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February 2008

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This article is in the news archives --- for current news go to the Third Branch News.


Most Bankruptcy Courts Offer Mediation

"The beauty of mediation is that it can give those involved in a bankruptcy case a good feeling about the legal system," Bankruptcy Judge Barry Russell (C.D. Cal.) said. "If you can help resolve your own dispute, you feel much better about the process and are much more likely to live up to the promises you make."

Mediation, defined as facilitated negotiation, is offered by more than two-thirds of the nation's 90 federal bankruptcy courts. (An informal Federal Judicial Center survey places the number at 62, but notes that additional bankruptcy courts offer other forms of alternative dispute resolution other than mediation.)

Those courts vary as to how they authorize and organize the mediation process, and there exists great variation in how frequently it is used. But the availability of mediation for creditors and debtors has drawn praise from judges and court staff alike.

"It is a valued process," said Chief Bankruptcy Judge Judith Wizmur (D. N.J.), whose court has offered mediation for over 10 years. "Use of mediation has not been particularly high, but it has proved to be very helpful in some cases."

Her court's website encourages parties to use its mediation program "as a cost-effective means to settle disputes that may arise."

This site, at www.njb.uscourts.gov/mediation, also notes that, "Mediation is intended to afford litigants a less expensive and more expeditious alternative to traditional litigation. The mediator's role is to assist the parties in reaching a negotiated settlement by conducting meetings, defining issues, defusing emotion, and suggesting possible ways to resolve the dispute."

The U.S. Bankruptcy Court for the Western District of Pennsylvania's website suggests that "almost all disputes are good candidates . .    . . Mediation can be used in a wide variety of contested matters or adversary proceedings."

In the Central District of California, 3,759 matters have been assigned to mediation since Russell helped design and make the process available in 1995. About 64 percent of those matters were settled.

"We have about 200 mediators, lawyers and non-lawyers, who have agreed to help resolve cases. The first day of their services is free, and rarely does a mediation go beyond that first day," Russell said.

Compensation for mediators varies among the courts, as do other aspects of their mediation programs, authorized by local rule, general order, or procedure.

"Some bankruptcy courts began formally offering mediation in the 1980s, but the concept of negotiation, including facilitated negotiation, has always been present in expedited dispute resolution and plan formulation in bankruptcy courts," said Robert Niemic, a senior research associate with the Federal Judicial Center and expert on mediation in bankruptcy.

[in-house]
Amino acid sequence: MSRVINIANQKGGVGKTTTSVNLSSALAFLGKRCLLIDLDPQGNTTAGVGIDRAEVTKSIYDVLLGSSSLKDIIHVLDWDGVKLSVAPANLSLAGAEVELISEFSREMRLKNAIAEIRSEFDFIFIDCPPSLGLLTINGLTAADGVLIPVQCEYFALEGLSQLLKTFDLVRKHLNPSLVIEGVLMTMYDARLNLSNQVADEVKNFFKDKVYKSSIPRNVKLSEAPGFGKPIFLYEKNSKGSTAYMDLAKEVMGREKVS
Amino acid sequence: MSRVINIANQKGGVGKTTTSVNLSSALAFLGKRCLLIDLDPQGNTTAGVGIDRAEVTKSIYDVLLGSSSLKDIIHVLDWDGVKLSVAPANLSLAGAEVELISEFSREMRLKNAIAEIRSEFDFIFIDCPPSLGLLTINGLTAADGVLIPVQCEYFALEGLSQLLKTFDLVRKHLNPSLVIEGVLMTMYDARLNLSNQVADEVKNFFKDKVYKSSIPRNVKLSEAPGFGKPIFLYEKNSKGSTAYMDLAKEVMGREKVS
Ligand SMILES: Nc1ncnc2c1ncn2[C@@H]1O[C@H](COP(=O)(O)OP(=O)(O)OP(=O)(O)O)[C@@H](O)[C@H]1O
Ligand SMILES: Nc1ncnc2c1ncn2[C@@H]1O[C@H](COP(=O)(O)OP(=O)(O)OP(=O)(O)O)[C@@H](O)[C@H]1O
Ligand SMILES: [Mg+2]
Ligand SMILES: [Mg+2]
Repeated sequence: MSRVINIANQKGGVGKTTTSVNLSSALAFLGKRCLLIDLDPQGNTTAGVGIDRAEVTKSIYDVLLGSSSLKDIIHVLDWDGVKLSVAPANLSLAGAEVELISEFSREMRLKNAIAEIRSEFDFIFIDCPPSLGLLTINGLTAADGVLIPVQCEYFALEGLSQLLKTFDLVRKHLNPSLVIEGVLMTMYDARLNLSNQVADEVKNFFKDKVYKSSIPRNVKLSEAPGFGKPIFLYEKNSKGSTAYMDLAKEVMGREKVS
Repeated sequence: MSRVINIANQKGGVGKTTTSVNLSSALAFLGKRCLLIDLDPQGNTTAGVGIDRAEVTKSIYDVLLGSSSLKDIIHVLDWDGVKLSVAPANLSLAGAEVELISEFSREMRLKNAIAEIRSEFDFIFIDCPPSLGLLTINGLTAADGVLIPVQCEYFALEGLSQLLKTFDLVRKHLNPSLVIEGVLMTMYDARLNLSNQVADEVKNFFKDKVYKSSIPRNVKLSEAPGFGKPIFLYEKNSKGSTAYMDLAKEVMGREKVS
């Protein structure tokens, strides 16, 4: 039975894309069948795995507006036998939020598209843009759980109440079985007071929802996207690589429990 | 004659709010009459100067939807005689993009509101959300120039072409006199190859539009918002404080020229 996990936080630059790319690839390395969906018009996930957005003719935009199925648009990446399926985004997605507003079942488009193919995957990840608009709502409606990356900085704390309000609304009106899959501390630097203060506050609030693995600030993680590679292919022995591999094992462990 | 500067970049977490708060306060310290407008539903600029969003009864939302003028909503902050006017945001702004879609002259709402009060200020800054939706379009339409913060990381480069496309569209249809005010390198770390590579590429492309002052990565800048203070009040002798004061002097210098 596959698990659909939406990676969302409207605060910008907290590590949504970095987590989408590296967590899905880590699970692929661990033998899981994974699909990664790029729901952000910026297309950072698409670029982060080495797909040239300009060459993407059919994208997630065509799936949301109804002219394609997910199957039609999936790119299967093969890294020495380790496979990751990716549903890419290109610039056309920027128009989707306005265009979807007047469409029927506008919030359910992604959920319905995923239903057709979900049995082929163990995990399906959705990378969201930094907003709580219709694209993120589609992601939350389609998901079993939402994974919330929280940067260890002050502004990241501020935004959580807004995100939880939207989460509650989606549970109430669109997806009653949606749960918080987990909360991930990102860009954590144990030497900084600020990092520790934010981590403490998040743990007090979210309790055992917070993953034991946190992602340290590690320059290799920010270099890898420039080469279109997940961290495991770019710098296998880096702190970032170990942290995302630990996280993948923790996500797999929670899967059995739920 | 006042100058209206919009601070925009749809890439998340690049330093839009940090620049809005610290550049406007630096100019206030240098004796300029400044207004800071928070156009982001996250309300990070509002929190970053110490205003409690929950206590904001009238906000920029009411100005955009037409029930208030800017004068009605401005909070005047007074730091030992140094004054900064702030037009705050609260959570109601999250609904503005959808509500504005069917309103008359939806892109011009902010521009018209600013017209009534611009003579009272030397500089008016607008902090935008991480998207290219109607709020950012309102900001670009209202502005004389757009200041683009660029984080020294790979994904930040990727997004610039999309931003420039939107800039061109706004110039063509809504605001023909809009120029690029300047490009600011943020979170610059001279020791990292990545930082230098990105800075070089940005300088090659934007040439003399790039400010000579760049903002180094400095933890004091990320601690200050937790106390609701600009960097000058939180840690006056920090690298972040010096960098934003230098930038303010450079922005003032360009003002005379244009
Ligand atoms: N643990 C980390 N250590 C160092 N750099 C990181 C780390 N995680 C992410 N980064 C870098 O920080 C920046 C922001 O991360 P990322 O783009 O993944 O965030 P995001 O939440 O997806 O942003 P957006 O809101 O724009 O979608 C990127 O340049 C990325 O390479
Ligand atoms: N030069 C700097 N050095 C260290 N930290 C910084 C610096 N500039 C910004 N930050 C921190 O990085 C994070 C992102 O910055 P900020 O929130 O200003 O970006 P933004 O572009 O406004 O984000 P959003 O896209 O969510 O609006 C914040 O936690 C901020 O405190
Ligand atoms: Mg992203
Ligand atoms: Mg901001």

One of the newer programs is offered by the U.S. Bankruptcy Court for the District of Arizona, which began its Alternative Dispute Resolution (ADR) program in 2004. That court has had nine cases assigned to mediation in the past three years, and Bankruptcy Clerk of Court Terry Miller reports that "the reaction has been very positive within our legal community."

"The court worked very closely and very early on with the local bankruptcy bar to create a successful program," Miller said. "A local ADR committee was created, and its membership consisted of judges, local attorneys, and clerk's staff."

Likewise, Bankruptcy Clerk of Court Michael Dowling of the U.S. Bankruptcy Court for the District of Hawaii reports that nine matters have drawn mediation assignments in the past three years, with six of them settled.

"Our judges promote mediation at the initial scheduling conference. Attorneys who are regular bankruptcy practitioners are aware of the program and generally are supportive," Dowling said. "Some have volunteered as mediators for an initial four hours at no charge for services."

Mediation most often is voluntary — all parties to a dispute must agree to the mediation assignment and, in some courts, on the mediator. But most bankruptcy courts with mediation also have a provision for its mandatory imposition in certain disputes. In Russell's court, a local rule allows mandatory use of mediation.

"Mediation is a settlement process, and sometimes a judge can understand that, due to strategic reasons, the parties are unwilling to come forward and have the dispute mediated. Mandatory mediation does not occur too often, but it is available to the judge," Russell said.